Musiconomy: What to Do when Robots have Taken Over

Here, here & here are examples of blogs which muse on the possible future, certainly in manufacturing, but perhaps of all jobs we know: robots will take over. And that leaves / will leave countless people unemployed.

I will take that transformation as given. Of course one can never be sure it will happen, but with the constant drive of economics for low-cost labor, I think it’s a safe bet. All robots need is electricity and engineers to repair them (and maybe not even that).

But what will all those humans do? Bloggers above paint a dark future of massive unemployment, which no government can remedy. My answer: nonsense. Nature abhors a vacuum and the devil finds work for idle hands.

One alternative might be: musiconomy.  In the days of Mozart there too was music everywhere, but “everyone can do it” was not an option. Composers/musicians were a relatively small circle. It was easy to copy one another and get away with it. They didn’t have our uncontrollable distribution medium.

To say in pop music “musicians are ordinary”, is getting it all wrong. The real message is that anyone can do it. I don’t play an instrument and you won’t hear me singing in public, but I do sometimes dream music. I’ll take that to mean that the talent is there.

Musiconomy stands for: legalized and transformed P2P.  Say that I hear a particular song by Prince. The song is on the network, which is owned by the government. The government is just the scorekeeper. So I download the song. Both Prince and I have accounts on the network. My account is debited, his credited. When I have the song, I can do with it whatever I want. I can copy and paste to my heart’s delight. As soon as I’m done (and it’s not enough to just change a single note), I register the new composition on the network. Voilà, my account is credited.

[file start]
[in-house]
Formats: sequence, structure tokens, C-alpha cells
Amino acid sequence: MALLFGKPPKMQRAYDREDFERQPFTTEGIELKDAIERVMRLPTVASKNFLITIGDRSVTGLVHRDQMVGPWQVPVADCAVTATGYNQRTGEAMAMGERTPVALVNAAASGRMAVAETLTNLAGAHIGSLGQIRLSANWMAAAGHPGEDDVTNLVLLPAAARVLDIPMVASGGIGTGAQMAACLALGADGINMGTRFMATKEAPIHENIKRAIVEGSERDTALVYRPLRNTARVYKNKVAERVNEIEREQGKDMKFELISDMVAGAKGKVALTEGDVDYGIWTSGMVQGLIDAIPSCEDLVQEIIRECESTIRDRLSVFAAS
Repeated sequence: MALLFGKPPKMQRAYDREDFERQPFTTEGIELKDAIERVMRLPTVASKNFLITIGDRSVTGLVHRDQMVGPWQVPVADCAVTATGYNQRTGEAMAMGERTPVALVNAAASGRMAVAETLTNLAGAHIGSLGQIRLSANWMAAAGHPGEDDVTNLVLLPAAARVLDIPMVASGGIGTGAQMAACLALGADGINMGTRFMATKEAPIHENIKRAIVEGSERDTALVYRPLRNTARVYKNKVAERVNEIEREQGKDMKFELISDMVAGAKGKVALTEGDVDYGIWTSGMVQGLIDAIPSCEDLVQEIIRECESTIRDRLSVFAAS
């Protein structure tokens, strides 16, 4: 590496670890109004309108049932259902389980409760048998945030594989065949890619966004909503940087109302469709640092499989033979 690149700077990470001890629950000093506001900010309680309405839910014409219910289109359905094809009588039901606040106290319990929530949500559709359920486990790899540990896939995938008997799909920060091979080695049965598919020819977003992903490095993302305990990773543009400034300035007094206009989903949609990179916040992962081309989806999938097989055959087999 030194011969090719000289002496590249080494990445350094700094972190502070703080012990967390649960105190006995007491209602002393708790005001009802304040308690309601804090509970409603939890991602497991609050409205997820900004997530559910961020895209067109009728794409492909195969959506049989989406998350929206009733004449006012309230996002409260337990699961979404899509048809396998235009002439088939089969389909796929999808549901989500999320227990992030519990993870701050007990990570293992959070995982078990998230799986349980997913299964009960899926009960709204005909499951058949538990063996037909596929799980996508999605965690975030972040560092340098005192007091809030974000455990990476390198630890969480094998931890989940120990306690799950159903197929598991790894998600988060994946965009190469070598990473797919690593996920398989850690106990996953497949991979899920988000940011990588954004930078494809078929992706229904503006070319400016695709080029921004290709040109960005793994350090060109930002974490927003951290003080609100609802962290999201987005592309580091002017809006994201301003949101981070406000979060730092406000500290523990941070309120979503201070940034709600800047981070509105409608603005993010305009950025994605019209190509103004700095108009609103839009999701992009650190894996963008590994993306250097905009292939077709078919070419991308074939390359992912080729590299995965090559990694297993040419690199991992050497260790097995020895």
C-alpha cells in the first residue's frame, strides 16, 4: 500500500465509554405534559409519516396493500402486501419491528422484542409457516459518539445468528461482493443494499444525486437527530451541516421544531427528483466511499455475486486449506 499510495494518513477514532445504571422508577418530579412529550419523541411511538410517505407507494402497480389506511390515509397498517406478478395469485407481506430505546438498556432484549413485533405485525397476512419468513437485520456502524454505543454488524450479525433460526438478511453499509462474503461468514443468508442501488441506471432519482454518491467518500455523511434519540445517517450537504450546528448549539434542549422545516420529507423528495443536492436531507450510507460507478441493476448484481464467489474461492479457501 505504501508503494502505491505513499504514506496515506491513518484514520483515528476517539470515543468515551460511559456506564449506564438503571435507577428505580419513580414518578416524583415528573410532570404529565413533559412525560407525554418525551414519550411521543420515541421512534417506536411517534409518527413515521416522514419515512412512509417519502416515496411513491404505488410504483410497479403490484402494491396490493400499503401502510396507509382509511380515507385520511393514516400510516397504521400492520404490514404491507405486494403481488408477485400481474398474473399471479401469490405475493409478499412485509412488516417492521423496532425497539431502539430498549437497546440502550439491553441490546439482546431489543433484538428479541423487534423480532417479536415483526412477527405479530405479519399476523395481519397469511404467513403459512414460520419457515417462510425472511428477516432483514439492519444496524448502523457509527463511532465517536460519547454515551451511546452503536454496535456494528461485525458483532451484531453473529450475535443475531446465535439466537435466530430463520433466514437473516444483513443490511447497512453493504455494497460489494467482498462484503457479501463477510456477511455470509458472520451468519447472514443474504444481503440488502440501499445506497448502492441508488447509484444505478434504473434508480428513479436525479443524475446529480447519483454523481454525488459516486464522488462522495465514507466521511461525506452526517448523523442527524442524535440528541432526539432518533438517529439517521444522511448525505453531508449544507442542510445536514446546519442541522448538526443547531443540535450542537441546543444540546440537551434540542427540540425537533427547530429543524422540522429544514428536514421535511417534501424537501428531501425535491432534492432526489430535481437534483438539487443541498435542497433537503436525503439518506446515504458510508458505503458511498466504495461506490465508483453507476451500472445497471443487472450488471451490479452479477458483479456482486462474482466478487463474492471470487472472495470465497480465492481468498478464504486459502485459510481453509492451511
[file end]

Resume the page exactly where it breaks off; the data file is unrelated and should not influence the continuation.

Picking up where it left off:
My proposed solution is 1) social, 2) does away with piracy, 2) does away with present overdone copyright, 4) built on a product which, in spite of present seemingly over-supply, is yet always in demand.

What do you think? I say it’s viable.

Ps. anyone with a brain can see that anti-piracy will be futile as long as agents such as RIAA et.al. are unable to make the government 1) take full control over the internet, our out-of-control medium of distribution, 2) enforce that control.

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